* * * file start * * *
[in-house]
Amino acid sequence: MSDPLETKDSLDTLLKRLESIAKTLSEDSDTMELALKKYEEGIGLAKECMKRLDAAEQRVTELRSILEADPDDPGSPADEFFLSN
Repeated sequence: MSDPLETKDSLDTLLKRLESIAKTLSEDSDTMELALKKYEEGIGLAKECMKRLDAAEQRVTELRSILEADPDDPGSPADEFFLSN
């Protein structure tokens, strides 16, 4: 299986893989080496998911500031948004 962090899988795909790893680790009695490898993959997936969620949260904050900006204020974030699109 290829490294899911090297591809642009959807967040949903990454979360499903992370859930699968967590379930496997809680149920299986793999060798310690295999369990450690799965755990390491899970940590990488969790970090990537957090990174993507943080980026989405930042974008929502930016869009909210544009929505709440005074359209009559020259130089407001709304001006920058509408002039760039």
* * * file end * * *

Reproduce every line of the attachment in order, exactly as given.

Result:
[in-house]
Amino acid sequence: MSDPLETKDSLDTLLKRLESIAKTLSEDSDTMELALKKYEEGIGLAKECMKRLDAAEQRVTELRSILEADPDDPGSPADEFFLSN
Repeated sequence: MSDPLETKDSLDTLLKRLESIAKTLSEDSDTMELALKKYEEGIGLAKECMKRLDAAEQRVTELRSILEADPDDPGSPADEFFLSN
């Protein structure tokens, strides 16, 4: 299986893989080496998911500031948004 962090899988795909790893680790009695490898993959997936969620949260904050900006204020974030699109 290829490294899911090297591809642009959807967040949903990454979360499903992370859930699968967590379930496997809680149920299986793999060798310690295999369990450690799965755990390491899970940590990488969790970090990537957090990174993507943080980026989405930042974008929502930016869009909210544009929505709440005074359209009559020259130089407001709304001006920058509408002039760039």